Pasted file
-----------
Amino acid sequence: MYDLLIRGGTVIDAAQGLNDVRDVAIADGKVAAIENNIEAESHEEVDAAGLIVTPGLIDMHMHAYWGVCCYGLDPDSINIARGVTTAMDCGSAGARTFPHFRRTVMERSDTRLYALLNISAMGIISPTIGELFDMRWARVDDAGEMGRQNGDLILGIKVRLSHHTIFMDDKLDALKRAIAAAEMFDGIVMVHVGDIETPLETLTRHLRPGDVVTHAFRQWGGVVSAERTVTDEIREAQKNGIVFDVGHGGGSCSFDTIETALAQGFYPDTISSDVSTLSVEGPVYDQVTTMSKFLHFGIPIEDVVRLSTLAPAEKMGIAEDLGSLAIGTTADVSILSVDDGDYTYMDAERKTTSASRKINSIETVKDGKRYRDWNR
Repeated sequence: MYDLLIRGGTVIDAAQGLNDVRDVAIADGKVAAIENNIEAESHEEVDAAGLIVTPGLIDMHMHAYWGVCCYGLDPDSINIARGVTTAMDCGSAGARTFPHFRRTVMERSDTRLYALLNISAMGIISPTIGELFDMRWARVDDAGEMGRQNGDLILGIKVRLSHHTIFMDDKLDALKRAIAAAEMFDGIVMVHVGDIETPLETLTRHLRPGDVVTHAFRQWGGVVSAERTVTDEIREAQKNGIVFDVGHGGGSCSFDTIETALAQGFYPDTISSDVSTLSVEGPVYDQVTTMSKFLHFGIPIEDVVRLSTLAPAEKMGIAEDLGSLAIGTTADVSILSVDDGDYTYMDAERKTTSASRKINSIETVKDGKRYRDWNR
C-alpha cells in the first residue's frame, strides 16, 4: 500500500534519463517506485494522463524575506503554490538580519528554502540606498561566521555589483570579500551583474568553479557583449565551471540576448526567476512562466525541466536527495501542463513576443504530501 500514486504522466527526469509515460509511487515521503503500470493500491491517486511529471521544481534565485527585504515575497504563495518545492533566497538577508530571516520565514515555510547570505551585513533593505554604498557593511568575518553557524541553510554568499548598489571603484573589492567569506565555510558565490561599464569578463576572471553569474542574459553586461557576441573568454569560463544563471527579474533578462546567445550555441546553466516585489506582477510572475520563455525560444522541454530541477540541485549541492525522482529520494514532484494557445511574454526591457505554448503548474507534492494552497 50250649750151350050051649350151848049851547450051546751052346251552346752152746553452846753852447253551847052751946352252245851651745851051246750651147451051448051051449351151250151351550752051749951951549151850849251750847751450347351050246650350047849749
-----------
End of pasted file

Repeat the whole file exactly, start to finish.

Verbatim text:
Amino acid sequence: MYDLLIRGGTVIDAAQGLNDVRDVAIADGKVAAIENNIEAESHEEVDAAGLIVTPGLIDMHMHAYWGVCCYGLDPDSINIARGVTTAMDCGSAGARTFPHFRRTVMERSDTRLYALLNISAMGIISPTIGELFDMRWARVDDAGEMGRQNGDLILGIKVRLSHHTIFMDDKLDALKRAIAAAEMFDGIVMVHVGDIETPLETLTRHLRPGDVVTHAFRQWGGVVSAERTVTDEIREAQKNGIVFDVGHGGGSCSFDTIETALAQGFYPDTISSDVSTLSVEGPVYDQVTTMSKFLHFGIPIEDVVRLSTLAPAEKMGIAEDLGSLAIGTTADVSILSVDDGDYTYMDAERKTTSASRKINSIETVKDGKRYRDWNR
Repeated sequence: MYDLLIRGGTVIDAAQGLNDVRDVAIADGKVAAIENNIEAESHEEVDAAGLIVTPGLIDMHMHAYWGVCCYGLDPDSINIARGVTTAMDCGSAGARTFPHFRRTVMERSDTRLYALLNISAMGIISPTIGELFDMRWARVDDAGEMGRQNGDLILGIKVRLSHHTIFMDDKLDALKRAIAAAEMFDGIVMVHVGDIETPLETLTRHLRPGDVVTHAFRQWGGVVSAERTVTDEIREAQKNGIVFDVGHGGGSCSFDTIETALAQGFYPDTISSDVSTLSVEGPVYDQVTTMSKFLHFGIPIEDVVRLSTLAPAEKMGIAEDLGSLAIGTTADVSILSVDDGDYTYMDAERKTTSASRKINSIETVKDGKRYRDWNR
C-alpha cells in the first residue's frame, strides 16, 4: 500500500534519463517506485494522463524575506503554490538580519528554502540606498561566521555589483570579500551583474568553479557583449565551471540576448526567476512562466525541466536527495501542463513576443504530501 500514486504522466527526469509515460509511487515521503503500470493500491491517486511529471521544481534565485527585504515575497504563495518545492533566497538577508530571516520565514515555510547570505551585513533593505554604498557593511568575518553557524541553510554568499548598489571603484573589492567569506565555510558565490561599464569578463576572471553569474542574459553586461557576441573568454569560463544563471527579474533578462546567445550555441546553466516585489506582477510572475520563455525560444522541454530541477540541485549541492525522482529520494514532484494557445511574454526591457505554448503548474507534492494552497 50250649750151350050051649350151848049851547450051546751052346251552346752152746553452846753852447253551847052751946352252245851651745851051246750651147451051448051051449351151250151351550752051749951951549151850849251750847751450347351050246650350047849749